Paul invites Philemon on a journey of self-discovery about his faith and its implications for Onesimus as well as the community: Onesimus, once a non-entity as a slave, is now a brother in the faith, a human being deserving of freedom¹…


Paul’s letter points to the process of living the way when that way may not be clear or when it leads in unexpected and shocking directions…


The letter points to the way of cross in which we die to our blind spots and the cherished and unexamined bigotries of our culture…


The letter represents the beginning of a process in the church, a process which took years, centuries, to complete, in which all life came to be seen as sacred and deserving of respect which means, of course, that no life can be enslaved (of course one should ask, is this process of ending slavery truly complete or has slavery merely adapted, obscuring itself?) …


Towards the end of this process, in the struggle in the American South to dismantle segregation (slavery’s offspring) we can find further examples of what it means to shoulder the way of the cross and to embrace the passion of the way…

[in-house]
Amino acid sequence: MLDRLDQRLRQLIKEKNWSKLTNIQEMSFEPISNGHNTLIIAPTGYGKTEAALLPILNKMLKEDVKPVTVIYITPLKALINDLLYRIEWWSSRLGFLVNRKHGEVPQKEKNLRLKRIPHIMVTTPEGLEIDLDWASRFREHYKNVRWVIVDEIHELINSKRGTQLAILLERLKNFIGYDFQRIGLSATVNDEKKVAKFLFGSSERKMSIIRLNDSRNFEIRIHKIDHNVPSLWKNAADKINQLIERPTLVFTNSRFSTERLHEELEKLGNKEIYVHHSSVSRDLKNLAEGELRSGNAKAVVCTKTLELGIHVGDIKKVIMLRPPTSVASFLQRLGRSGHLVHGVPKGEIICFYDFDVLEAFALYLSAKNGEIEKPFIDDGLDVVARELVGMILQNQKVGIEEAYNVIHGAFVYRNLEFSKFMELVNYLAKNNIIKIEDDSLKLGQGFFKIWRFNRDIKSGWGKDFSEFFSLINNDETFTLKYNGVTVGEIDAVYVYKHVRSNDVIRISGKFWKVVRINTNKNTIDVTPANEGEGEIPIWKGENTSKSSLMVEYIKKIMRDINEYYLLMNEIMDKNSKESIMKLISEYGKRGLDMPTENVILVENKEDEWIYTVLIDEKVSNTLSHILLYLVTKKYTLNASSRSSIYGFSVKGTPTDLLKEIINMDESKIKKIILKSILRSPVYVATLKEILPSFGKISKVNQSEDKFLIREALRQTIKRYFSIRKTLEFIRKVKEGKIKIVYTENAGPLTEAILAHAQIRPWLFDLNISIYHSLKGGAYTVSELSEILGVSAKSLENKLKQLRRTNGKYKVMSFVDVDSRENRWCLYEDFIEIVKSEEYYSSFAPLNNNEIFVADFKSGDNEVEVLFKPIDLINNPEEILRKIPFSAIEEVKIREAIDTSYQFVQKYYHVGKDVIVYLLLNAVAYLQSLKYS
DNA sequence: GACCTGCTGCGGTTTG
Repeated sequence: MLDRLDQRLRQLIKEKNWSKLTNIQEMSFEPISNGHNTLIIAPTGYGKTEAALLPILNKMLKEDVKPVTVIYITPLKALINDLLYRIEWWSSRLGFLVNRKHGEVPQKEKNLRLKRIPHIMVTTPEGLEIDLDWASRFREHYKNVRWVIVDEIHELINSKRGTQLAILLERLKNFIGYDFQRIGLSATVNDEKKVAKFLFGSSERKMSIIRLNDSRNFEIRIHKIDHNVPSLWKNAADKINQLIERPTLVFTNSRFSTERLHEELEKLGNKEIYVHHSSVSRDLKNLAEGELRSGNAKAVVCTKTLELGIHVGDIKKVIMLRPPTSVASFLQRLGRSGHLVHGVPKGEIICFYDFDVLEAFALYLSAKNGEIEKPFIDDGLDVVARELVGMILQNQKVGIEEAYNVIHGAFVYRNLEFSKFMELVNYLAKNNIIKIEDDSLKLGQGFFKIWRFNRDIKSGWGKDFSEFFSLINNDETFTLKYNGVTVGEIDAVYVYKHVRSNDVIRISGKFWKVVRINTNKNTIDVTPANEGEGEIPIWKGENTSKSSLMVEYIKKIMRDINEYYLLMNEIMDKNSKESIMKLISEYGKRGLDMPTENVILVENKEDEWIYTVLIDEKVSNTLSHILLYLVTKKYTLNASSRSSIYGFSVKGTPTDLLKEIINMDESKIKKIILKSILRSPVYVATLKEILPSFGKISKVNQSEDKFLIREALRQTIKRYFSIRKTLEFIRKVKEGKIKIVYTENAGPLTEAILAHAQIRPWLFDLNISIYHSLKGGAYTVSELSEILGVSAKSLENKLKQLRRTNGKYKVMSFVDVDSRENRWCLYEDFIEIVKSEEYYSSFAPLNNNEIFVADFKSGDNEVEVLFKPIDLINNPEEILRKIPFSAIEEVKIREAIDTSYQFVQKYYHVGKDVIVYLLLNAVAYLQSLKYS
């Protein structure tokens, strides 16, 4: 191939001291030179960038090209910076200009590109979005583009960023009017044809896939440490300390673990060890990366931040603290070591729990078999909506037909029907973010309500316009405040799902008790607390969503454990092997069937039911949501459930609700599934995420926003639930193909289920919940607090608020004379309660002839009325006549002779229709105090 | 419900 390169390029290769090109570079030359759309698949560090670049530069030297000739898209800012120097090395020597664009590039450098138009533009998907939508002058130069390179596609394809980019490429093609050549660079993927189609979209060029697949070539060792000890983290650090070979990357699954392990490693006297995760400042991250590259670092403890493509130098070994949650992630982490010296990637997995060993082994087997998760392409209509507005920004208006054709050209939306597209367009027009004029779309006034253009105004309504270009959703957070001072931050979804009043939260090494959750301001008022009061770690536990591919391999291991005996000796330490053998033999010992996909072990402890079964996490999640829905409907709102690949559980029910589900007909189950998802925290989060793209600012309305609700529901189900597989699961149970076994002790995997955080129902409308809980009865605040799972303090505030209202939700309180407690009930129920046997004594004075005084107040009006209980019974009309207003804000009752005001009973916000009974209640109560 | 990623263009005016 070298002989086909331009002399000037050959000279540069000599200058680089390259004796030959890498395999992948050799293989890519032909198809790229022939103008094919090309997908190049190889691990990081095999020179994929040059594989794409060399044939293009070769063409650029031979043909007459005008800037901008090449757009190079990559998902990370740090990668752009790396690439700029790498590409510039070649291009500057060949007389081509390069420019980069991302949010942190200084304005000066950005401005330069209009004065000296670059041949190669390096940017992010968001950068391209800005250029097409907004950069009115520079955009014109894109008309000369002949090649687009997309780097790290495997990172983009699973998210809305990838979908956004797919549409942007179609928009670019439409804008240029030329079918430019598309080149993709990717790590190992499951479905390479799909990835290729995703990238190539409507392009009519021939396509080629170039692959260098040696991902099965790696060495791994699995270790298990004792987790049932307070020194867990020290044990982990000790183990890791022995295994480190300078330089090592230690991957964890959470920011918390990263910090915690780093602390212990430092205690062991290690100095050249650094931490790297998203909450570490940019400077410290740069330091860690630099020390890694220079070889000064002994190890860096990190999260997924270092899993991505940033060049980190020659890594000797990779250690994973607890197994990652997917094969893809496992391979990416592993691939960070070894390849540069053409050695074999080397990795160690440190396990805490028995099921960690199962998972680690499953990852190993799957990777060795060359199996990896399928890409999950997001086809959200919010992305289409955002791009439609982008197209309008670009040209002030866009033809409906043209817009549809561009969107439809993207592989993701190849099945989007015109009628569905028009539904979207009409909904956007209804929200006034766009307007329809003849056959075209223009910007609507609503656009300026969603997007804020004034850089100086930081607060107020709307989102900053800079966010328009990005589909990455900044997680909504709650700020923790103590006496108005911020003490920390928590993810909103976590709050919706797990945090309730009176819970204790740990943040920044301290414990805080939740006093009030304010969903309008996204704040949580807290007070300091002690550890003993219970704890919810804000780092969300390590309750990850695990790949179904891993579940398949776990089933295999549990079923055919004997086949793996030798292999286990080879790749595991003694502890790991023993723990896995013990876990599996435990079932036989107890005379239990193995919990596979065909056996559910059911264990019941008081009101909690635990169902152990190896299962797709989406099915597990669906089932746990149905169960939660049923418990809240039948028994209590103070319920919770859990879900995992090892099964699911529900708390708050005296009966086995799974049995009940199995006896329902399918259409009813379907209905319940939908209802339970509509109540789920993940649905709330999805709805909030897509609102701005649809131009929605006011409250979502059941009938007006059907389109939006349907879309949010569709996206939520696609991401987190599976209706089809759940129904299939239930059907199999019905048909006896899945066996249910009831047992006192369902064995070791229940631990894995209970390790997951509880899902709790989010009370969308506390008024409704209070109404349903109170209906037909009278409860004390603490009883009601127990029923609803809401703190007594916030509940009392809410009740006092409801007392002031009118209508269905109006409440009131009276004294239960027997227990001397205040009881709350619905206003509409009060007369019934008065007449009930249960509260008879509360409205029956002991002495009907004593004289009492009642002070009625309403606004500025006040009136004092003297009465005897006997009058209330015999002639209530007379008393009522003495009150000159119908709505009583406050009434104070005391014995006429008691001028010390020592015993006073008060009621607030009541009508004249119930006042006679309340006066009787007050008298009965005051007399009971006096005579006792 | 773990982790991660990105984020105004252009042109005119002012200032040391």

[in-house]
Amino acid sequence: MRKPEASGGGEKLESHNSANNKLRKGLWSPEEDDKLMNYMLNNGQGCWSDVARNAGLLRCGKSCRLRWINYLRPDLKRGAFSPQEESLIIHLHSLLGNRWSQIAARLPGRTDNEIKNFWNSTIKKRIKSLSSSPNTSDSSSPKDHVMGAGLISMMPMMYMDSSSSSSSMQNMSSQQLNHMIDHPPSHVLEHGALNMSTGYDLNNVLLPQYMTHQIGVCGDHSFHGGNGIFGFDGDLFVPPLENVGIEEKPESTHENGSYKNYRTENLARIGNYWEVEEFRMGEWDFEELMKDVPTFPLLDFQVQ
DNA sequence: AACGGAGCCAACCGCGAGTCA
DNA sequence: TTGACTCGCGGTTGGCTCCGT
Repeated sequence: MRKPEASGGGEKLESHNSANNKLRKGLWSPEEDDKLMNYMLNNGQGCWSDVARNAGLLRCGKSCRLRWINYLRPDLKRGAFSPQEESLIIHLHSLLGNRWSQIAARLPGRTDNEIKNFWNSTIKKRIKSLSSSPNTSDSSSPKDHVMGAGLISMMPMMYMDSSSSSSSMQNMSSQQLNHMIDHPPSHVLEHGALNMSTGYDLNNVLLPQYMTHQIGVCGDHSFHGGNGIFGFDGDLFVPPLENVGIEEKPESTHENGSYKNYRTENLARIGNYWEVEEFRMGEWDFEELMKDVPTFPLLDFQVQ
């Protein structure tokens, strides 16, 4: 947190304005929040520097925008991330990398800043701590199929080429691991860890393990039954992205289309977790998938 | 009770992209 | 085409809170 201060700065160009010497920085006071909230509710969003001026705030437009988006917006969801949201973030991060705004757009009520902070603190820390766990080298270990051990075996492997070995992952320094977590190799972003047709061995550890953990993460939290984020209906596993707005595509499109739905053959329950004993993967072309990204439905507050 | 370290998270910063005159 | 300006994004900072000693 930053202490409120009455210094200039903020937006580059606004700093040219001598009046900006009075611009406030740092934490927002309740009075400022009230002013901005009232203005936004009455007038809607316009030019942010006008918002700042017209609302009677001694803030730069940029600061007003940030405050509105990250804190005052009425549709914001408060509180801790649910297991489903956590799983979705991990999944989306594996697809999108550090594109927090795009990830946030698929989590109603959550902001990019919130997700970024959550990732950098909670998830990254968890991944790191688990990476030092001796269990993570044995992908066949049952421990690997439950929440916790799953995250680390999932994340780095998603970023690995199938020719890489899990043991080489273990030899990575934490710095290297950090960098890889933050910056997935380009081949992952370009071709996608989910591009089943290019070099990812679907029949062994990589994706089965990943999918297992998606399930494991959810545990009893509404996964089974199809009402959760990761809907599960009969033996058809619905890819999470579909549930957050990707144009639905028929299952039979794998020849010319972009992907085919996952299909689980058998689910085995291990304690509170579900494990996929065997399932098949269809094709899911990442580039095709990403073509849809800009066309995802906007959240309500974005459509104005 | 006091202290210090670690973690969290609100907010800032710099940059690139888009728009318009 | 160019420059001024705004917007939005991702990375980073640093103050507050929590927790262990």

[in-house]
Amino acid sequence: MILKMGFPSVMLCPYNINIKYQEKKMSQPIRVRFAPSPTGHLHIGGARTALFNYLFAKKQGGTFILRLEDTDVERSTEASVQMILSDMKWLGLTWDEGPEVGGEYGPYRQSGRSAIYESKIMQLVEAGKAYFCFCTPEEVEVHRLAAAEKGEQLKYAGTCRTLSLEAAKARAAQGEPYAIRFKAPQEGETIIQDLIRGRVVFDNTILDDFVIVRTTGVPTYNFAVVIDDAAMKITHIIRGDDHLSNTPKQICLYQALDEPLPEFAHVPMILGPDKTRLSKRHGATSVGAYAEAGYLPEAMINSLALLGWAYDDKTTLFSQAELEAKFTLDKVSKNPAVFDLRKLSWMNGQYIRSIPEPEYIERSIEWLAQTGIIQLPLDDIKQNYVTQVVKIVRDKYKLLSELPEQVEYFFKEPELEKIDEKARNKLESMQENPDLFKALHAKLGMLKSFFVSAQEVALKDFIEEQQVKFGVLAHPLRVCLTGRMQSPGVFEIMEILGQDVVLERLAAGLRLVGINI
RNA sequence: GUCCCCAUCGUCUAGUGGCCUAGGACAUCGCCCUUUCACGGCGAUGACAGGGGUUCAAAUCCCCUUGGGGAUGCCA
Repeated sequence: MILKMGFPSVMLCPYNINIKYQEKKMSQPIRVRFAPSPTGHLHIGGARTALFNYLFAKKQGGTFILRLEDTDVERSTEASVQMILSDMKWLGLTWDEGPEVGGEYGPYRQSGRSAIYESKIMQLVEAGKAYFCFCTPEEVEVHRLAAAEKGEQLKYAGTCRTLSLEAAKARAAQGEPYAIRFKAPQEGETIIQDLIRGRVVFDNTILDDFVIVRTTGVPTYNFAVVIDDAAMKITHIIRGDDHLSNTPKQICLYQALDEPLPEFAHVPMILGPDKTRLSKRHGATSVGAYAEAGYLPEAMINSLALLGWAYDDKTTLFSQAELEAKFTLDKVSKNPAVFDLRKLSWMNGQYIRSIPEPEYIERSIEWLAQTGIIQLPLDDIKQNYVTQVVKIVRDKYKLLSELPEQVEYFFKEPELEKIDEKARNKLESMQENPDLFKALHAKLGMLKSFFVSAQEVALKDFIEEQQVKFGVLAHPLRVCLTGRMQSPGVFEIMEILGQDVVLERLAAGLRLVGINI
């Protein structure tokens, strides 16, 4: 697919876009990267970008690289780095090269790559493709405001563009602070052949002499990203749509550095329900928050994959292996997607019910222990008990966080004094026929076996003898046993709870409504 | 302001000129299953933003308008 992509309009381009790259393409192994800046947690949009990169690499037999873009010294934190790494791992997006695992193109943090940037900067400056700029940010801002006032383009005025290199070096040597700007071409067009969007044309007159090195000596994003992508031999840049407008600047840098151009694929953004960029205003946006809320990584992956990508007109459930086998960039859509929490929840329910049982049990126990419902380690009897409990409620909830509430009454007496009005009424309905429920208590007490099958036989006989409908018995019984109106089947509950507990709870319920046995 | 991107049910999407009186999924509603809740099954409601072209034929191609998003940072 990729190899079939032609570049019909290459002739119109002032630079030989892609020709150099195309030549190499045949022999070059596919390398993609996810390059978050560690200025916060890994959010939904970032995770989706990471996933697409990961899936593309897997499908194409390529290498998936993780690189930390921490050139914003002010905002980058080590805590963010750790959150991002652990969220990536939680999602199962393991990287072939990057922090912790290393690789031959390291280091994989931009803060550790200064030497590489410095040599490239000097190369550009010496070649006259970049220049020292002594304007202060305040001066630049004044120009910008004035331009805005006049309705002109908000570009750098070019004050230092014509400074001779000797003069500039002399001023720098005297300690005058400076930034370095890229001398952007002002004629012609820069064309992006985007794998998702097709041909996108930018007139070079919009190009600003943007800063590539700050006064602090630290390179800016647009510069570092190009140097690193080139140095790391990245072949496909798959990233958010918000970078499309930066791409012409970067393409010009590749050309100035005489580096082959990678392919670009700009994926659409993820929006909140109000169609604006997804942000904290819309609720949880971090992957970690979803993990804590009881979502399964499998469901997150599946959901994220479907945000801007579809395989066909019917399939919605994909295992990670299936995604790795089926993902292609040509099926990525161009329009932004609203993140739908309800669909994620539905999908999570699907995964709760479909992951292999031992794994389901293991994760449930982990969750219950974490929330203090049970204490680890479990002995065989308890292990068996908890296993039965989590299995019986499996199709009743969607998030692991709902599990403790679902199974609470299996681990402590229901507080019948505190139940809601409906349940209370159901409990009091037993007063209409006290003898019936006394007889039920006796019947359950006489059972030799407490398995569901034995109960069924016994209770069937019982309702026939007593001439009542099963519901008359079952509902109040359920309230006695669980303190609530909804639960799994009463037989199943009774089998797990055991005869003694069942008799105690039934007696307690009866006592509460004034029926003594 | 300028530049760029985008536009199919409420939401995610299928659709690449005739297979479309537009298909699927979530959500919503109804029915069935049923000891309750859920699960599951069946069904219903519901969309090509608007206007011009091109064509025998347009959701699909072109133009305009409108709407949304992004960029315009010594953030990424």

To illustrate, let me return to a story of which I spoke a couple of weeks ago

Martin Luther King Jr., well known for his leadership in the campaign of non-violent resistance to segregation in the American south during the 1950s and 60s was not, when the campaign began, the mature leader that history remembers; he was skeptical about the power of love; he had great deal to learn about non-violence…


As was mentioned a couple of weeks ago, without the teaching and example of the activist Bayard Rustin and the Methodist pastor Glenn Smiley, King may not have grown in his understanding of the way that lay before him…


Without their teaching and example, he may not have come to understand that, despite the threats to himself and his family, having weapons in his house and armed guards protecting his home was antithetical to the movement we so readily identify with him…